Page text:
Tuesday, 17 March 2015

BUNKER DISPUTES

March 17, 2015. 
Bunker and bunkering related disputes are a repeat problem for owners and charterers. Members are advised to ensure that this very critical part of a ship's operation is subject to carefuly risk management, both at the contracting and at the operational stages.

Bunker disputes

The Association has over the years dealt with many disputes relating to bunkers and bunkering and typically these fall in to three broad categories:


a. disputes over quantity supplied

b. quality and contamination issues

c. payment and credit problems

Often this meant having to investigate the issues "post event" and deal with the facts and evidence such as they were. It also meant having to work with contract terms, such as they may have been agreed.

Even with the recent significant, and for the time being sustained, drop in oil / fuel prices, these matters need to continue to be a priority for owners and operators as sums involved are still substantial, the damage caused by bad bunkers to a main engine can be severe, and the risk of legal action by unpaid suppliers is very real.

This is an area where all the efforts made towards prevention can have a direct and positive effect, but where a less than diligent approach less ample scope for disputes, extra costs and ultimately significant losses.

In the bulletin from "The Bunker Detectives" AVA/2015/0020, an overview is provided as to what steps can be taken to prevent losses or, at least, deal with situations effectively should a problem arise.

Risk management

  • Commercial

Members will be very familiar with the structure of the bunkering business as well the typical contract terms found in supply contracts. That means it is not unusual for the performing physical supply vessel, as well as the physical supply, to involve different parties to the one which contractually agreed to perform the supply. Furthermore there may be multiple parties involved including intermediaries like bunker brokers. The still relatively recent issues arising out of the bankruptcy of OW Bunker A/S (as well as some affiliated companies) highlighted the potentially complex transactional arrangements that may be involved in the supply of fuel.

Furthermore, it is often the case that the terms of the supply contract can be very tight, with short time limits for notifying claims (sometimes as short as seven days), restrictions on the evidence that can be used to pursue the claim as well as limits on the amount of damages that may be recoverable (often limited to the value of the supply). Whether or not it is possible to negotiate better terms from the vessel's point of view depends a lot on the parties respective bargaining position and industry practice.

The terms which members will have more control over are the charterparty terms, and it is here where the parties need to decide on the allocation of risk as to the supply of bunkers, amount and specifications, who will arrange and pay for it, will surveys be done, who will pay for those, what evidence can be used for dispute resolution, etc.. Careful thought should be given to the applicable charter clauses based on past experience.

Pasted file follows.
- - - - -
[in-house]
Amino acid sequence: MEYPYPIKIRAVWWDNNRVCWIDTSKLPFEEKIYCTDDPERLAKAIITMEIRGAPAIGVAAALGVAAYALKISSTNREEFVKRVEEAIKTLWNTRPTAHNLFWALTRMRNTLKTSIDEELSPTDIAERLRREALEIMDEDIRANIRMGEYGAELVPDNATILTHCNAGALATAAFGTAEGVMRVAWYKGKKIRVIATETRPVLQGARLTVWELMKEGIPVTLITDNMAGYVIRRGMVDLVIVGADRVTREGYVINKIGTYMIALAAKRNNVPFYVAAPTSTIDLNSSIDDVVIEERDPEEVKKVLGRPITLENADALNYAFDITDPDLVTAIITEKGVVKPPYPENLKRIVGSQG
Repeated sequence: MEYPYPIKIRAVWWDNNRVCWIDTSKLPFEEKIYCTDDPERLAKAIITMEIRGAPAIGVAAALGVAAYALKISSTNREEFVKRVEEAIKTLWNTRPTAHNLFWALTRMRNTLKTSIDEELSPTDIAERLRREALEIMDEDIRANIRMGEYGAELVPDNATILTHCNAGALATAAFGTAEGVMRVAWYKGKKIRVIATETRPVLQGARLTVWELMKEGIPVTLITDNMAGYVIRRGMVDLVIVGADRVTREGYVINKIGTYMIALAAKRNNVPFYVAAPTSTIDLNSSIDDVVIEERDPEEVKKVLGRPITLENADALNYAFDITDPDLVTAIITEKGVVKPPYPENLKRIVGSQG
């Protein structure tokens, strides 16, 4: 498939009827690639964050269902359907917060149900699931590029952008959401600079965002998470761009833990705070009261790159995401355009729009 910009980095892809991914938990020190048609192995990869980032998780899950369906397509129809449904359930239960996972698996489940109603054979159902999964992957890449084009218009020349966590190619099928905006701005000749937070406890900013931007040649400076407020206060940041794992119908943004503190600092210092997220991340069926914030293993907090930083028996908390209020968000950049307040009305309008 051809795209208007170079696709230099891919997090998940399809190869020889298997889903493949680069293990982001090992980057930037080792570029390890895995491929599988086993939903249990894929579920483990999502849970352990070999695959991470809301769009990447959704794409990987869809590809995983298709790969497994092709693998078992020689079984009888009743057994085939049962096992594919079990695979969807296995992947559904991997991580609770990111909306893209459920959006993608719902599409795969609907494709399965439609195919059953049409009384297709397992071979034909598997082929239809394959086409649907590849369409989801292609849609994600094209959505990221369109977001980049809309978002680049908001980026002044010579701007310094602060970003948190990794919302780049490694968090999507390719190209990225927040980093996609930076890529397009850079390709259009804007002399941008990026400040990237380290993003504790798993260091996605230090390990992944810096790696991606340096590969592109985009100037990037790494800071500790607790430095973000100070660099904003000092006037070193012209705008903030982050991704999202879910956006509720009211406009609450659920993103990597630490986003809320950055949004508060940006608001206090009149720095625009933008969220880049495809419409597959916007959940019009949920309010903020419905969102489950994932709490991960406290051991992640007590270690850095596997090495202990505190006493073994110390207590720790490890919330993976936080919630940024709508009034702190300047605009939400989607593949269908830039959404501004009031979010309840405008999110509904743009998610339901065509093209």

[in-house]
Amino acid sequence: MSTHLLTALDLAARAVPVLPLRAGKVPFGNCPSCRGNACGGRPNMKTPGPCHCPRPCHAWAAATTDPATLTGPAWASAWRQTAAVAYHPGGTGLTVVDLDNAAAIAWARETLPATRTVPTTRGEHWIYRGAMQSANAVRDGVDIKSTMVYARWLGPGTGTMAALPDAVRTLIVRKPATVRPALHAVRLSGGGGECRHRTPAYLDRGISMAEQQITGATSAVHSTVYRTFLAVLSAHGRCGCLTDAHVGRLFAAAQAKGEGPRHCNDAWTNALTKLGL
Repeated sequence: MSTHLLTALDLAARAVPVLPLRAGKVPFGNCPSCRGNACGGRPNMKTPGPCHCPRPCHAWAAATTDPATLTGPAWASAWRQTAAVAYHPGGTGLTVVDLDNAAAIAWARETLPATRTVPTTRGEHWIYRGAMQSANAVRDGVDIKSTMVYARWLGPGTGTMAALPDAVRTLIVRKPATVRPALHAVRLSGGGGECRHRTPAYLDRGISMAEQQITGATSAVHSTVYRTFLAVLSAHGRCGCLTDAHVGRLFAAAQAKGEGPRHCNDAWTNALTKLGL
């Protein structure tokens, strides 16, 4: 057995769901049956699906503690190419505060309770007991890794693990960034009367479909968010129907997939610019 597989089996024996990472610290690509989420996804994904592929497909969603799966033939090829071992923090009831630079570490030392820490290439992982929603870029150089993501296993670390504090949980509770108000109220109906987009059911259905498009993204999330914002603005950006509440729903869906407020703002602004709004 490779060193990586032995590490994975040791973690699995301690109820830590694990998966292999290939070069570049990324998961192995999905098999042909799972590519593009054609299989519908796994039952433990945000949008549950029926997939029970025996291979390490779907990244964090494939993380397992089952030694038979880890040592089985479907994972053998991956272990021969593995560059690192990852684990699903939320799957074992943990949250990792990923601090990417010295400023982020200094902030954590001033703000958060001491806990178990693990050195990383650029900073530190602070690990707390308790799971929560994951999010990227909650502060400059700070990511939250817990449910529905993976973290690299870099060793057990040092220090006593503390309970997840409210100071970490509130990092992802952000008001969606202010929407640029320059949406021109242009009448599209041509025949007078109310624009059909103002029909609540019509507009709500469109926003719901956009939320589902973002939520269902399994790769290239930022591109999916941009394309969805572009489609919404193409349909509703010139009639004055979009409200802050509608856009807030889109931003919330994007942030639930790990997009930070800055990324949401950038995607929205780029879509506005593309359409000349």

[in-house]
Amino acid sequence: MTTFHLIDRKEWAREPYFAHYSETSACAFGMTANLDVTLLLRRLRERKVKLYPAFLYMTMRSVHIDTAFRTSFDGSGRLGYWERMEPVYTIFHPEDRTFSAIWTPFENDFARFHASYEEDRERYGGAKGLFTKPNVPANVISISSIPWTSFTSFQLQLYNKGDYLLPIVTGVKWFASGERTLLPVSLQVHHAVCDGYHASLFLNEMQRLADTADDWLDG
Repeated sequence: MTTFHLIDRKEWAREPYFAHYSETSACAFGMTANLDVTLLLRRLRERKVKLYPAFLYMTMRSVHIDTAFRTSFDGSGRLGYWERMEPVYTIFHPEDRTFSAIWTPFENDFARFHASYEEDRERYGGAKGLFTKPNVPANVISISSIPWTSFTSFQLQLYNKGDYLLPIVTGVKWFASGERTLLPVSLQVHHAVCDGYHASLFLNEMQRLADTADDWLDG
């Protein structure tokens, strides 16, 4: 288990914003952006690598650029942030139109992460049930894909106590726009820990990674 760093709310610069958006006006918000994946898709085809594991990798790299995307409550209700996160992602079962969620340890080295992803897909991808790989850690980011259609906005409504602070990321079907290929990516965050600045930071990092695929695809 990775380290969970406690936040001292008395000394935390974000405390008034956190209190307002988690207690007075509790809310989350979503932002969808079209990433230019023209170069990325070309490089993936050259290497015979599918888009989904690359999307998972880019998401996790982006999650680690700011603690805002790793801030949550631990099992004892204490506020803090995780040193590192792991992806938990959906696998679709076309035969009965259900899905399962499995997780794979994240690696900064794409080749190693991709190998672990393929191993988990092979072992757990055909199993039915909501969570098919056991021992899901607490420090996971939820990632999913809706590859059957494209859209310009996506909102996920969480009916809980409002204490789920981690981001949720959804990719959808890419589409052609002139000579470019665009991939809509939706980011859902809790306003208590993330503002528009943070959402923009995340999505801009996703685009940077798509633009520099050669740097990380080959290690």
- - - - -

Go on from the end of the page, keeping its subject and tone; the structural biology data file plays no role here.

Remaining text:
The "counterparty" risk factor, which could mean a direct charterparty risk or indeed a risk of the supply chain, is one that can be managed in part by way of careful consideration of whom to do business with, and while shipping continues to be in a challenging period of time this issue is one that should always be in mind prior to concluding any contract.

  • Operational

At this level, it is the ship's crew that is in the frontline of protecting against the possibility of a problem occurring. Well trained crew, being able to dedicate sufficient time to the task of bunkering, will be able to ensure that all possible checks are made and to verify - as far as that is possible - that the supply is according to pre-described terms.

In particular the crew can:

  1. duly pre-plan the bunkering operation and allocate sufficient personnel to monitor the same
  2. where possible, seek to isolate new bunkers in separate tanks and avoid mixing with existing bunkers on board
  3. undertake (whether with or without surveyor assistance) careful calculations to check the quantity supplied
  4. ensure accurate samples are taken at the vessel's manifold
  5. have those samples witnessed and appropriately sealed to preserve the evidential value
  6. check all documentation tendered and be alive to attempts to introduce contract terms or bind the vessel itself to the supply by way of clausing in the bunker delivery note (such should be resisted)
  7. keep a careful record of the whole operation, and where safe and permitted : keep a photographic record, too
  8. undertake follow up checks with the receiving tanks to see how much settling occurs post supply
  9. if the vessel has subscribed to a bunker testing programme, avoid (if possible) using the new bunkers until test results are available
  10. monitor engine performance post change over to the new supply

With such steps, as well as other measures, members can seek to manage the risks and mitigate against possibly negative consequences.

In any event, should members have a concern about a bunkering operation, they are encouraged to make soonest contact with the Association.

Source: http://www.skuld.com


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